May 18, 2009, 5:15 PM
Greetings of love and peace.
As I write this, a civil war is exploding in Pakistan that may displace 1.5 million innocent civilians fleeing in hopes of survival. There are over 30 URI Cooperation Circles in Pakistan, some of them working in the midst of great danger as they stand against violent extremism and the denial of rights to minorities and women and girls, and for interfaith cooperation for education, economic development and peace. Fr. James Channan, long-time URI Pakistan leader, and Maulana Abdul Kabir Azad, new Global Council Trustee, will lead a URI relief effort to provide material and spiritual support to refugees. In the process, they will be lighting a candle of hope for the future by modeling interfaith compassion and cooperation in the midst of the darkness of violent religious extremism.
Nearly 20,000 people in the past week alone are fleeing what the Sri Lankan government declares is the final battle in a 25-year civil war; though as we know all too well, a military victory is no guarantee of a lasting peace. URI Cooperation Circles in Sri Lanka are affiliated with Sarvodaya Shanti Sena, a powerful grassroots movement for peace in Sri Lanka. In addition to their ongoing work for peace, justice and healing, leaders from the Sri Lankan CCs will be participating in a five-day URI peacebuilding training in Kerala, India in September, led by Dr. Abraham Karickam, URI Coordinator for South India, and the team he led during URI’s two-year Moral Imagination Peacebuilding Pilot Project.
Though it seems largely to have vanished from the front pages, the crisis in Zimbabwe remains extreme. One estimate I saw says that 7,000 Zimbabweans a day are fleeing into South Africa. Cholera remains a major menace, as does starvation; both exacerbated by political violence. URI leader, Munetsi Ruzivo, and other CC members continue to work heroically to provide basic humanitarian relief, spiritual support and hope with a growing circle of local partners, supported by Ted Galante, a contact in Zimbabwe made through URI’s President’s Council.
As Mindanao in the southern Philippines continues to struggle with the aftermath of renewed violence this past August, the Pakigdait CC, headed by Global Council Trustee, Musa Sanguila, is central to a powerful coalition of NGOs that is providing humanitarian aid and spiritual and psychological support for those displaced and traumatized. Marites Africa, another Trustee, has been providing leadership for peacebuilding training in support of these efforts.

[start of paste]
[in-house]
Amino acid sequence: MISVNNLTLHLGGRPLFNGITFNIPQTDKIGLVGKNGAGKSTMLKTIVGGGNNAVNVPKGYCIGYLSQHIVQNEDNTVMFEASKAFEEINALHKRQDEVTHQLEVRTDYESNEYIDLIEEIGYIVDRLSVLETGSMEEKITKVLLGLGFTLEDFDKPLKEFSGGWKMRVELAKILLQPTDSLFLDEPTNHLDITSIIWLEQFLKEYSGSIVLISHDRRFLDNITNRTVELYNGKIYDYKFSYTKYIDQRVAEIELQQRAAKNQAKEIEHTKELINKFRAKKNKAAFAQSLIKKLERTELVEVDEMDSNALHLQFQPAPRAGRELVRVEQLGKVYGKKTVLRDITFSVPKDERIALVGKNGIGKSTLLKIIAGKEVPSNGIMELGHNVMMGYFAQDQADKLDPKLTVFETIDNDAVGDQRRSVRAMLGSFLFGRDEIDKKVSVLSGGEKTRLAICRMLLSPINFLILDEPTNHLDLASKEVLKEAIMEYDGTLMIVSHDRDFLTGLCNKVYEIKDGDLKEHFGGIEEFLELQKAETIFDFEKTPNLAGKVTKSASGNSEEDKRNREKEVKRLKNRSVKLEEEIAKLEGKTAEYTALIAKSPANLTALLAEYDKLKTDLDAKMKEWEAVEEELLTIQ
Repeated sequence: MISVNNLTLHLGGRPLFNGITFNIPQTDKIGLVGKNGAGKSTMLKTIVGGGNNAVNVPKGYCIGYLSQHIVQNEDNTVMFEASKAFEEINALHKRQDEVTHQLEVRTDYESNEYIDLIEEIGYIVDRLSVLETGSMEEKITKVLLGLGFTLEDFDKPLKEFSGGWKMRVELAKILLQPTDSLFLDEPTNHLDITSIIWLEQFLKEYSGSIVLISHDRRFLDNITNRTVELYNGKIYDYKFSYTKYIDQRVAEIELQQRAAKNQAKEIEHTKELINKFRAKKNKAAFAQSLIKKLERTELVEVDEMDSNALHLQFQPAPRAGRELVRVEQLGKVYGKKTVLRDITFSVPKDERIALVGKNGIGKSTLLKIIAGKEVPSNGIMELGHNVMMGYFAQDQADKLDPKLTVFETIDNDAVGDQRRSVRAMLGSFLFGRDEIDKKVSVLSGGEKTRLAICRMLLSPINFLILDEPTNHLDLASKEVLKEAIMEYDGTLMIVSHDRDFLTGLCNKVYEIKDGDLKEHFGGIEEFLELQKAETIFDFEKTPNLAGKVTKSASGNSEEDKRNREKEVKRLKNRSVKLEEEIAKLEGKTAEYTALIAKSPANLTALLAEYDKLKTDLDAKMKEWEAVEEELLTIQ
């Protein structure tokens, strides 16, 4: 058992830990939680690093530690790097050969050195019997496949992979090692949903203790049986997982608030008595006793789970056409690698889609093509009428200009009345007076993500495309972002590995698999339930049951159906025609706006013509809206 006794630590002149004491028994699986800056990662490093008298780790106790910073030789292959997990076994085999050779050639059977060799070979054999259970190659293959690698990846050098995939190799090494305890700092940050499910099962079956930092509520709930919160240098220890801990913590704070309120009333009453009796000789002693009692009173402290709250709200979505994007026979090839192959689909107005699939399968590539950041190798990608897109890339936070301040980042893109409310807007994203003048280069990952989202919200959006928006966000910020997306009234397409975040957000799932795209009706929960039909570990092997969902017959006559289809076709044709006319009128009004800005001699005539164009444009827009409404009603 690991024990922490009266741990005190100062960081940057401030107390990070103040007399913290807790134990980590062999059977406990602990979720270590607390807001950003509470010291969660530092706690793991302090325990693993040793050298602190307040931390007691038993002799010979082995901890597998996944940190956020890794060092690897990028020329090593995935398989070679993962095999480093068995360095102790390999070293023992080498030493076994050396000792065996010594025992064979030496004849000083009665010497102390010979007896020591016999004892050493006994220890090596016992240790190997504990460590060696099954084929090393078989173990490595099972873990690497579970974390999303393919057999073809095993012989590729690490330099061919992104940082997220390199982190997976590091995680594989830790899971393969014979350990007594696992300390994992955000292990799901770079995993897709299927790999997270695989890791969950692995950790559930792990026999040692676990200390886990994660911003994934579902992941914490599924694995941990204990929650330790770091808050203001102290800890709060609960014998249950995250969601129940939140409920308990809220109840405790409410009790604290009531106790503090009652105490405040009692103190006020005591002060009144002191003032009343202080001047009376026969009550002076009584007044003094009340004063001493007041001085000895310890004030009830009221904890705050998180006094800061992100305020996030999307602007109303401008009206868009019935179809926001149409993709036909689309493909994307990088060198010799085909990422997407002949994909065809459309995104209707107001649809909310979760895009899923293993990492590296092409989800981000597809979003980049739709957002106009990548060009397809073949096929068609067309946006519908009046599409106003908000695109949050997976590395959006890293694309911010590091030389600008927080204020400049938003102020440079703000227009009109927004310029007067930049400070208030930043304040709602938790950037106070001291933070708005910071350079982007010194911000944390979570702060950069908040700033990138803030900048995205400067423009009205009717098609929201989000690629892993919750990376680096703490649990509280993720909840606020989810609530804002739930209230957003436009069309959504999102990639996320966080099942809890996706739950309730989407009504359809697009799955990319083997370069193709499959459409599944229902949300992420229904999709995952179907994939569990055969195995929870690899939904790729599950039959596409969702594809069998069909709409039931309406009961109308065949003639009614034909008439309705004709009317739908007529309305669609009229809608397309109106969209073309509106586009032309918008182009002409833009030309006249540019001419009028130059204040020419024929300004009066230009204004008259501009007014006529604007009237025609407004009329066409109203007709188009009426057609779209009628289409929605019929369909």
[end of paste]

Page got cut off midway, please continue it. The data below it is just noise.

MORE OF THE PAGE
Finally, though rains have recently come to the drought-stricken area of Kenya, the situation there remains extreme – failed crops and starvation both for people and the livestock they depend on for survival. In the midst of this crisis, there is a small ray of hope and an example of URI’s global community at work in this exchange of emails about the launch of the Young Leaders Mentorship Program, shared by Sarah Talcott, Director of URI’s Young Leaders Program:
Deborah Moldow [former Global Council Trustee and leader of the URI UN CC] wrote to me the day we sent out the news of her partner:
“I can’t believe the miracle that you have matched me with a young woman in Nairobi…because my church wants to raise funds to help alleviate the famine there… AND I just met in New York on Sunday with my dear friend and longtime colleague Mr. Juma Assiago of Nairobi who works at the UN Habitat office on the Safer Cities Program, so it is quite likely that Margaret knows him from her work at UNEP. He organized the dedication of the Peace Pole in downtown Nairobi in honor of the victims of the U.S. Embassy bombing, and I was there to help with this deeply moving event.”
To which her partner, Margaret Koli from Kenya [who is a member of the President’s Council’s new Environment Satellite], responded:
“I am so excited, it feels like the perfect match. It’s really great that URI has started the mentorship programme promptly, especially at this time of my life, and I believe of many other youth which is very critical. Deborah, it’s great to see that you have been engaged in a couple of activities here in Kenya. Yes, we have been suffering famine from early this year, and everyone is trying to help in their own little way…I am currently doing my internship at the moment at UNEP and the UN Habitat offices are right next door. I have heard about the projects Mr. Juma has been involved in, however I haven’t met him, yet.”
There is so much unnecessary suffering in our world caused by hatred, violence and greed, so much of it having a religious dimension. Its magnitude seems to dwarf URI’s efforts. But as we approach the 9th Anniversary of the signing of URI’s Charter on 26 June 2000, which gave birth to the global URI, I am heartened that in each of the places I have mentioned, URI is at work, providing practical relief, shining the light of hope into the darkness of despair.
And we are doing it as a global community, knowing that what happens to anyone anywhere, happens to us. Martin Luther King frequently said that technology had enabled humanity to make of the world a neighborhood, but that we had failed to make of it a brotherhood. He would go on to say, we will either learn to live together as brothers [and sisters] or we will perish together as fools.
URI is making of the world a brotherhood and a sisterhood. So, I urge you to be fervent in prayer and meditation for our sisters and brothers who are suffering. As you are able, I urge you to support humanitarian relief efforts. And I urge you, in the words of a song written for the URI charter signing, to “keep your hope alive,” by believing we that can change the world and by acting on your belief.